Accordingly, the motion was dismissed.

The MIG establishes a framework for the treatment of minor injuries. Section 18(1) limits recovery for medical and rehabilitation benefits for minor injuries to $3,500, minus any amounts paid in respect of an insured person under the Guideline. The Schedule makes provision for some injured persons who have a pre-existing medical condition to receive treatment in excess of the $3,500 cap. To access the increased benefits, the injured person’s healthcare provider is required to determine and provide compelling evidence that the person has a pre-existing medical condition that was documented prior to the accident and which will prevent the injured person from achieving maximal recovery if benefits are limited to the Guideline cap. The onus of establishing entitlement beyond the MIG rests on the applicant.

TTK was sixty-one years old with a previous history of degenerative osteoarthritis, depression, hypertension and anxiety at the time of the accident. Medical reports confirm the pre-existing conditions and their diagnosis.

TTK testified that she has two problems resulting from the accident. Her first problem is pain in her whole body, including her left knee and her second problem are her emotions. She testified that before the accident she was a stronger person, but the car accident changed her life.  TTK argues that the physical and psychological impairments she suffered in the accident take her out of the Guideline. Impairment is defined in the Schedule to mean a loss or abnormality of a psychological, physiological or anatomical structure or function. She listed the impairments.

For psychological impairments, she argues that she experienced changes to her mood, a driving anxiety and has a major/severe depressive disorder.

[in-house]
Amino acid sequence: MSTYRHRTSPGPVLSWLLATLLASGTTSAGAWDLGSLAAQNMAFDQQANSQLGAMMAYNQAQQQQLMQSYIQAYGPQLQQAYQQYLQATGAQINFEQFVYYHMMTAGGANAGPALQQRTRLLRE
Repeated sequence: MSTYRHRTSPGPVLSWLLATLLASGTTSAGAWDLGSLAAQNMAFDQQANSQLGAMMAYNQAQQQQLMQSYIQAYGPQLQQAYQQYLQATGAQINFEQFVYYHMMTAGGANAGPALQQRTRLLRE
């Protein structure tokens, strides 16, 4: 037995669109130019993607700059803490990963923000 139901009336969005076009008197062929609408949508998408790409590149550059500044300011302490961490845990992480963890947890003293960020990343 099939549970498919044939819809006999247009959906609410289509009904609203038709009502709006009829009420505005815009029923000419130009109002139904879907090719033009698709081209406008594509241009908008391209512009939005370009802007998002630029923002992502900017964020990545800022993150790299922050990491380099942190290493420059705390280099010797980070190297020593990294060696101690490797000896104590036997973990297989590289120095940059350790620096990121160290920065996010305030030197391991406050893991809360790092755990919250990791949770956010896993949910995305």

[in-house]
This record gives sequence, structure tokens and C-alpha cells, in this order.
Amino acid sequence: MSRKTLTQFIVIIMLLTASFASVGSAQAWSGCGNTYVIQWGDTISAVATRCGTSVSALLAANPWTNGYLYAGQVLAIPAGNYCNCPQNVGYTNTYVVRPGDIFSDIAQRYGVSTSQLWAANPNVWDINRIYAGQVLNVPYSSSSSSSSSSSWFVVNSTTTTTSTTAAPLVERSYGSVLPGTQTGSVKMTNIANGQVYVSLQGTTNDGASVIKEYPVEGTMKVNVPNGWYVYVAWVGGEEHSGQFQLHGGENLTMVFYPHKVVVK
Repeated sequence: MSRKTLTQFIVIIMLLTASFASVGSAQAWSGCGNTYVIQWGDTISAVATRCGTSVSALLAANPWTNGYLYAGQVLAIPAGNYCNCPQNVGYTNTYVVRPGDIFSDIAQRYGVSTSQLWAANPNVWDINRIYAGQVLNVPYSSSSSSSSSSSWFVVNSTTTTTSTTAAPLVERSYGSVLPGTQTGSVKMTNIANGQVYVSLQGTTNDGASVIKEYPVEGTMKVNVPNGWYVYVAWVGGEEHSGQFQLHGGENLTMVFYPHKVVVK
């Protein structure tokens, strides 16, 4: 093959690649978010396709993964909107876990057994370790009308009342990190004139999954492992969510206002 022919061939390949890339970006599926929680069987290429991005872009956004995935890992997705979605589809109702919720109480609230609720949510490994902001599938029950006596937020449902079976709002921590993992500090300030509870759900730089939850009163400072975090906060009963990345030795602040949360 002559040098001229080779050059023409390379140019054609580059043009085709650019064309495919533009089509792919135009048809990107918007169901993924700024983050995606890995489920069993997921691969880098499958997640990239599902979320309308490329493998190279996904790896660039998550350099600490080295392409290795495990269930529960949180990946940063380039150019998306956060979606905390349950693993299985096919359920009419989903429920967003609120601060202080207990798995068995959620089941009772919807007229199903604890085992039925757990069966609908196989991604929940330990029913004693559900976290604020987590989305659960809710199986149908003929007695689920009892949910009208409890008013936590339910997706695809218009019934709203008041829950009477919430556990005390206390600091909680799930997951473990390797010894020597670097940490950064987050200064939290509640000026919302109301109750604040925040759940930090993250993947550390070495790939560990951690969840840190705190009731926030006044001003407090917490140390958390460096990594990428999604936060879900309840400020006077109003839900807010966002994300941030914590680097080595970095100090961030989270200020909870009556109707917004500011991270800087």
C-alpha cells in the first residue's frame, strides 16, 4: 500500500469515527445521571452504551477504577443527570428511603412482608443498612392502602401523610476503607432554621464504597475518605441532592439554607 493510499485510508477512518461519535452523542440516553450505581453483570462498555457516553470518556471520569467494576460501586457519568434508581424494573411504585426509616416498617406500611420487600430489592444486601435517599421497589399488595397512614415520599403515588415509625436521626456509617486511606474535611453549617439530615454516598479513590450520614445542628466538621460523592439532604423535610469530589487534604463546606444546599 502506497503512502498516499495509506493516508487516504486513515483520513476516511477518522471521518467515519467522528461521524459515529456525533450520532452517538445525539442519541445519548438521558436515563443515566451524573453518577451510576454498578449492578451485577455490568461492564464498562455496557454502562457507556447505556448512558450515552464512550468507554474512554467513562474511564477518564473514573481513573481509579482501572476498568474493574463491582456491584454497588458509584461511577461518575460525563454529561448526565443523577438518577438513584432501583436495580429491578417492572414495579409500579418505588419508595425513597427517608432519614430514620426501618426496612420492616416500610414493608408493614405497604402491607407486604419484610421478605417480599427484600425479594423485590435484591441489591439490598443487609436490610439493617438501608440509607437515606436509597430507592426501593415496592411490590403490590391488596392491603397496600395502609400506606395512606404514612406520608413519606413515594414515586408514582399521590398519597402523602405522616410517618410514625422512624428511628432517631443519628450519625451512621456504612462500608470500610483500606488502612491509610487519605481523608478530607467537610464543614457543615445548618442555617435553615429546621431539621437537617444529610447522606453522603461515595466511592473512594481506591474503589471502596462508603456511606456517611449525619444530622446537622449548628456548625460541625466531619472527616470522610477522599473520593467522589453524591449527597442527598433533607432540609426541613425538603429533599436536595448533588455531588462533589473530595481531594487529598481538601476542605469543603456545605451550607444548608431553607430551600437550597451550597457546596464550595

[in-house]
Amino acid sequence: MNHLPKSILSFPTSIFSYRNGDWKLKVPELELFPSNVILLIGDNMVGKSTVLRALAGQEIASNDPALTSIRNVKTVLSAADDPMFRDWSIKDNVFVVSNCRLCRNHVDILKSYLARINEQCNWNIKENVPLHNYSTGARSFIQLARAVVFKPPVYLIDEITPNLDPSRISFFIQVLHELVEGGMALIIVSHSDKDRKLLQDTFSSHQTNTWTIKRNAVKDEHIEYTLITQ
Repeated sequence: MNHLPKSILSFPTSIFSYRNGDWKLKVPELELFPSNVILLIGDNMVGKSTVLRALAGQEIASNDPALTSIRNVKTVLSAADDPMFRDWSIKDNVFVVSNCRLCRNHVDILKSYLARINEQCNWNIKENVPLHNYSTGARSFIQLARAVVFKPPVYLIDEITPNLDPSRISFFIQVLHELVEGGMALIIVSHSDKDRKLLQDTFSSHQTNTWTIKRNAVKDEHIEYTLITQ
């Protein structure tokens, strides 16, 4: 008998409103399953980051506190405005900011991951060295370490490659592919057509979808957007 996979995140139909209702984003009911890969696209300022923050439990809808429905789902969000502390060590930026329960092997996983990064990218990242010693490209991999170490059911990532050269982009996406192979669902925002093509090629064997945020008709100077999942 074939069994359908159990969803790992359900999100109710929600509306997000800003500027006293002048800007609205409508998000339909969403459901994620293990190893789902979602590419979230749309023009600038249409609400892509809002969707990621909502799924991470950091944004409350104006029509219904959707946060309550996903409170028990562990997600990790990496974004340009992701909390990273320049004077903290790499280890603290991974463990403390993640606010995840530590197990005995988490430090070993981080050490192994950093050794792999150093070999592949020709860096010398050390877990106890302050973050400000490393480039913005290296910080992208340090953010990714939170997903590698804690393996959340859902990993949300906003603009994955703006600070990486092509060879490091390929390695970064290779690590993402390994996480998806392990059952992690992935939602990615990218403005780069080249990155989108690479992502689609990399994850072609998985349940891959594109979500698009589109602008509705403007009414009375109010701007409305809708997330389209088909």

The Adjudicator determined that based on the extensive medical evidence, and on the balance of probabilities, TTK has sustained an impairment to her left knee in the accident that is not predominantly a minor injury because the accident caused an exacerbation of bi-compartmental knee osteoarthritis which led to a decompensation of her left knee osteoarthritis. This impairment takes her out of the Guideline and gives her access to more than $3,500 in medical and rehabilitation benefits.

Having determined that TTK did not suffer predominantly minor injuries in the accident, there is no need for me to determine if TTK has a pre-existing medical condition that meets the requirement in the Schedule.

The Schedule provides that medical benefits shall pay for all reasonable and necessary expenses incurred by an insured or on behalf of an insured person as a result of the accident including chiropractic, psychological, occupational therapy, and physiotherapy services. The Adjudicator considered whether the treatment plans were reasonable and necessary.

On the basis of the evidence the Adjudicator was not able to determine whether the treatment plans for chiropractic were designed to treat the knee impairment. The Adjudicator accepted the psychological treatment plan was reasonable and necessary.

Posted under Accident Benefit News, Automobile Accident Benefits, Car Accidents, LAT Case, LAT Decisions, Minor Injury Guidelines

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Deutschmann Law serves South-Western Ontario with offices in Kitchener-Waterloo, Cambridge, Woodstock, Brantford, Stratford and Ayr. The law practice of Robert Deutschmann focuses almost exclusively in personal injury and disability insurance matters. For more information, please visit www.deutschmannlaw.com or call us toll-free at 1-866-414-4878.

It is important that you review your accident benefit file with one of our experienced personal injury / car accident lawyers to ensure that you obtain access to all your benefits which include, but are limited to, things like physiotherapy, income replacement benefits, vocational retraining and home modifications.